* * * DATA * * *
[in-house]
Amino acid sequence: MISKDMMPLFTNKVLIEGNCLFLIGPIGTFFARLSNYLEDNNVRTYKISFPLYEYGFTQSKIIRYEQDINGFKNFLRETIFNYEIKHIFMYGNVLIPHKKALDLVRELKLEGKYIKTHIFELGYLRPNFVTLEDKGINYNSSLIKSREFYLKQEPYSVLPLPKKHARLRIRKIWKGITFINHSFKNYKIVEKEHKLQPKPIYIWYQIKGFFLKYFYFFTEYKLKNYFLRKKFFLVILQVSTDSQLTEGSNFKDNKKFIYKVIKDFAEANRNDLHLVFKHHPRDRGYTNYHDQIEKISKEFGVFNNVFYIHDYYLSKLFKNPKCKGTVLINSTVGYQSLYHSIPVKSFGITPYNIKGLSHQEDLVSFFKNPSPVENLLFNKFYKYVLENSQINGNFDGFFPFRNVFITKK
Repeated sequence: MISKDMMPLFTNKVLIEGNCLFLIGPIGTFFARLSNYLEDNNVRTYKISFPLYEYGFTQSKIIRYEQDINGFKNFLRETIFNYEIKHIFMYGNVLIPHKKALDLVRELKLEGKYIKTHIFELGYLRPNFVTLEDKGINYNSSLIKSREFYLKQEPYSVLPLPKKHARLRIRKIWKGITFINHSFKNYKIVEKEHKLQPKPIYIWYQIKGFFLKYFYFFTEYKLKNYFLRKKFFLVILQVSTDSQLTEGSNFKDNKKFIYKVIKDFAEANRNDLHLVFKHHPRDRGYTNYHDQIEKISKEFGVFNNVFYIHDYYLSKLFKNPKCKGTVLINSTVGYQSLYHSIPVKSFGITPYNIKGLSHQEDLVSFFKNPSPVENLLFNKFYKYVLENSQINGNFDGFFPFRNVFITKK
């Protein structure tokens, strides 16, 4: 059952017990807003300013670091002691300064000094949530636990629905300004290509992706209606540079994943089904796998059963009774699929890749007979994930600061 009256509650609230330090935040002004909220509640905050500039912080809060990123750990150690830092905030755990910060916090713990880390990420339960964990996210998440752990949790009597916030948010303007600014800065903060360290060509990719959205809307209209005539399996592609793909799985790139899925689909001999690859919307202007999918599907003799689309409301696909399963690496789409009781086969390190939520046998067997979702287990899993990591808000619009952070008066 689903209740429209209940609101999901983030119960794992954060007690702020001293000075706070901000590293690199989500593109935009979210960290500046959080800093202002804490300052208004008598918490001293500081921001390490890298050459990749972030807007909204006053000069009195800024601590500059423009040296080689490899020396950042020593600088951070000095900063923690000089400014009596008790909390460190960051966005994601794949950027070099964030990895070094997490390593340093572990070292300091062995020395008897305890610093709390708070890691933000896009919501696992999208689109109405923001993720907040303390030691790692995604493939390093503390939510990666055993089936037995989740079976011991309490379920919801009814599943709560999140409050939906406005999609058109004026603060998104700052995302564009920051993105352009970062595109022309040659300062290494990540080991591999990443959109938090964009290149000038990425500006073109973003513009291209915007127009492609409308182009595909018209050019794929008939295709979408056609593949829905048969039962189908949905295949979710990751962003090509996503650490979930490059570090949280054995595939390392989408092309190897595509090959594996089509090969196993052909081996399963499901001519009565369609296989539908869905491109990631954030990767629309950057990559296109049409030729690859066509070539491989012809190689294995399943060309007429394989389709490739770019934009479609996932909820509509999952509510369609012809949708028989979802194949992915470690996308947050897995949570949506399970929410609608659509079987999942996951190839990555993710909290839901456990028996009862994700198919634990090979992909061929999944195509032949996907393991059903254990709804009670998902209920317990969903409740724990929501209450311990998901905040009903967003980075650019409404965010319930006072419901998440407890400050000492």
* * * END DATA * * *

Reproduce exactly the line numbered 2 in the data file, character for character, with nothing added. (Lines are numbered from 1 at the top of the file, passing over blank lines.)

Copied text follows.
Amino acid sequence: MISKDMMPLFTNKVLIEGNCLFLIGPIGTFFARLSNYLEDNNVRTYKISFPLYEYGFTQSKIIRYEQDINGFKNFLRETIFNYEIKHIFMYGNVLIPHKKALDLVRELKLEGKYIKTHIFELGYLRPNFVTLEDKGINYNSSLIKSREFYLKQEPYSVLPLPKKHARLRIRKIWKGITFINHSFKNYKIVEKEHKLQPKPIYIWYQIKGFFLKYFYFFTEYKLKNYFLRKKFFLVILQVSTDSQLTEGSNFKDNKKFIYKVIKDFAEANRNDLHLVFKHHPRDRGYTNYHDQIEKISKEFGVFNNVFYIHDYYLSKLFKNPKCKGTVLINSTVGYQSLYHSIPVKSFGITPYNIKGLSHQEDLVSFFKNPSPVENLLFNKFYKYVLENSQINGNFDGFFPFRNVFITKK